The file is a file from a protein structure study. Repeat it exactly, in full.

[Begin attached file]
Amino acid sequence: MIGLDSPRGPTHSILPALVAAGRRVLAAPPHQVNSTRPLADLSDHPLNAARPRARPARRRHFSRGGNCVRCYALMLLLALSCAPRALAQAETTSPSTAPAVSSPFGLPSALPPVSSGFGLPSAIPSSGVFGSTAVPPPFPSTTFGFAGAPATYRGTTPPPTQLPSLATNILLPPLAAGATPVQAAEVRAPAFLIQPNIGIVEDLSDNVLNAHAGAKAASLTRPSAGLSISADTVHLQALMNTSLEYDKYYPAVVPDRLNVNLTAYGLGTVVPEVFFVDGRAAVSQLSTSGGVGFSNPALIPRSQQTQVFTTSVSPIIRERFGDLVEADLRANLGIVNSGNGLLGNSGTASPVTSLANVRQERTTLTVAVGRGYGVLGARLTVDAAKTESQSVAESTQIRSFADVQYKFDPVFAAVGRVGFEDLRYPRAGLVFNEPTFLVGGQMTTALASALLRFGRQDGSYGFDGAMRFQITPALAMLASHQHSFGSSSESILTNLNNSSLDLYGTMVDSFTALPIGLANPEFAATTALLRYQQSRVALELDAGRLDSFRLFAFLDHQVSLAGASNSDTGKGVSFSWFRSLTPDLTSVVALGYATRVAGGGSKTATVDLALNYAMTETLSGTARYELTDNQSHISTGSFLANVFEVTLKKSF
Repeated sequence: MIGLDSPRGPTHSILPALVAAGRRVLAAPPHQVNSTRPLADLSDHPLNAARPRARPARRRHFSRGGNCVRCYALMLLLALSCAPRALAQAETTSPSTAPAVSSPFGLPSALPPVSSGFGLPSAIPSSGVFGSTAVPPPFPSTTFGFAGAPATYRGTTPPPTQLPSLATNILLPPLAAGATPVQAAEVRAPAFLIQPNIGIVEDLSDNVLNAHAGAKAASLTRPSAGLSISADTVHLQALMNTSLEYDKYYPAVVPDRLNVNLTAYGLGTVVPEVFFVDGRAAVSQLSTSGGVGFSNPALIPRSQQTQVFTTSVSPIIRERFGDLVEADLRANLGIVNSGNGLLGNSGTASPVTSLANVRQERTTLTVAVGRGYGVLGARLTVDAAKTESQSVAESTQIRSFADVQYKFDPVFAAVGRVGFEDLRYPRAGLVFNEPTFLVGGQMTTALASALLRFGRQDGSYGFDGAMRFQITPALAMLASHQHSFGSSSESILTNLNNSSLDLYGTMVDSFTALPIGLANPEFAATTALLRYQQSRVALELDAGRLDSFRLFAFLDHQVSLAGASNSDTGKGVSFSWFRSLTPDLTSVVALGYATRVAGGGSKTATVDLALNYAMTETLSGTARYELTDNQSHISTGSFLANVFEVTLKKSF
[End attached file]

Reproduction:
Amino acid sequence: MIGLDSPRGPTHSILPALVAAGRRVLAAPPHQVNSTRPLADLSDHPLNAARPRARPARRRHFSRGGNCVRCYALMLLLALSCAPRALAQAETTSPSTAPAVSSPFGLPSALPPVSSGFGLPSAIPSSGVFGSTAVPPPFPSTTFGFAGAPATYRGTTPPPTQLPSLATNILLPPLAAGATPVQAAEVRAPAFLIQPNIGIVEDLSDNVLNAHAGAKAASLTRPSAGLSISADTVHLQALMNTSLEYDKYYPAVVPDRLNVNLTAYGLGTVVPEVFFVDGRAAVSQLSTSGGVGFSNPALIPRSQQTQVFTTSVSPIIRERFGDLVEADLRANLGIVNSGNGLLGNSGTASPVTSLANVRQERTTLTVAVGRGYGVLGARLTVDAAKTESQSVAESTQIRSFADVQYKFDPVFAAVGRVGFEDLRYPRAGLVFNEPTFLVGGQMTTALASALLRFGRQDGSYGFDGAMRFQITPALAMLASHQHSFGSSSESILTNLNNSSLDLYGTMVDSFTALPIGLANPEFAATTALLRYQQSRVALELDAGRLDSFRLFAFLDHQVSLAGASNSDTGKGVSFSWFRSLTPDLTSVVALGYATRVAGGGSKTATVDLALNYAMTETLSGTARYELTDNQSHISTGSFLANVFEVTLKKSF
Repeated sequence: MIGLDSPRGPTHSILPALVAAGRRVLAAPPHQVNSTRPLADLSDHPLNAARPRARPARRRHFSRGGNCVRCYALMLLLALSCAPRALAQAETTSPSTAPAVSSPFGLPSALPPVSSGFGLPSAIPSSGVFGSTAVPPPFPSTTFGFAGAPATYRGTTPPPTQLPSLATNILLPPLAAGATPVQAAEVRAPAFLIQPNIGIVEDLSDNVLNAHAGAKAASLTRPSAGLSISADTVHLQALMNTSLEYDKYYPAVVPDRLNVNLTAYGLGTVVPEVFFVDGRAAVSQLSTSGGVGFSNPALIPRSQQTQVFTTSVSPIIRERFGDLVEADLRANLGIVNSGNGLLGNSGTASPVTSLANVRQERTTLTVAVGRGYGVLGARLTVDAAKTESQSVAESTQIRSFADVQYKFDPVFAAVGRVGFEDLRYPRAGLVFNEPTFLVGGQMTTALASALLRFGRQDGSYGFDGAMRFQITPALAMLASHQHSFGSSSESILTNLNNSSLDLYGTMVDSFTALPIGLANPEFAATTALLRYQQSRVALELDAGRLDSFRLFAFLDHQVSLAGASNSDTGKGVSFSWFRSLTPDLTSVVALGYATRVAGGGSKTATVDLALNYAMTETLSGTARYELTDNQSHISTGSFLANVFEVTLKKSF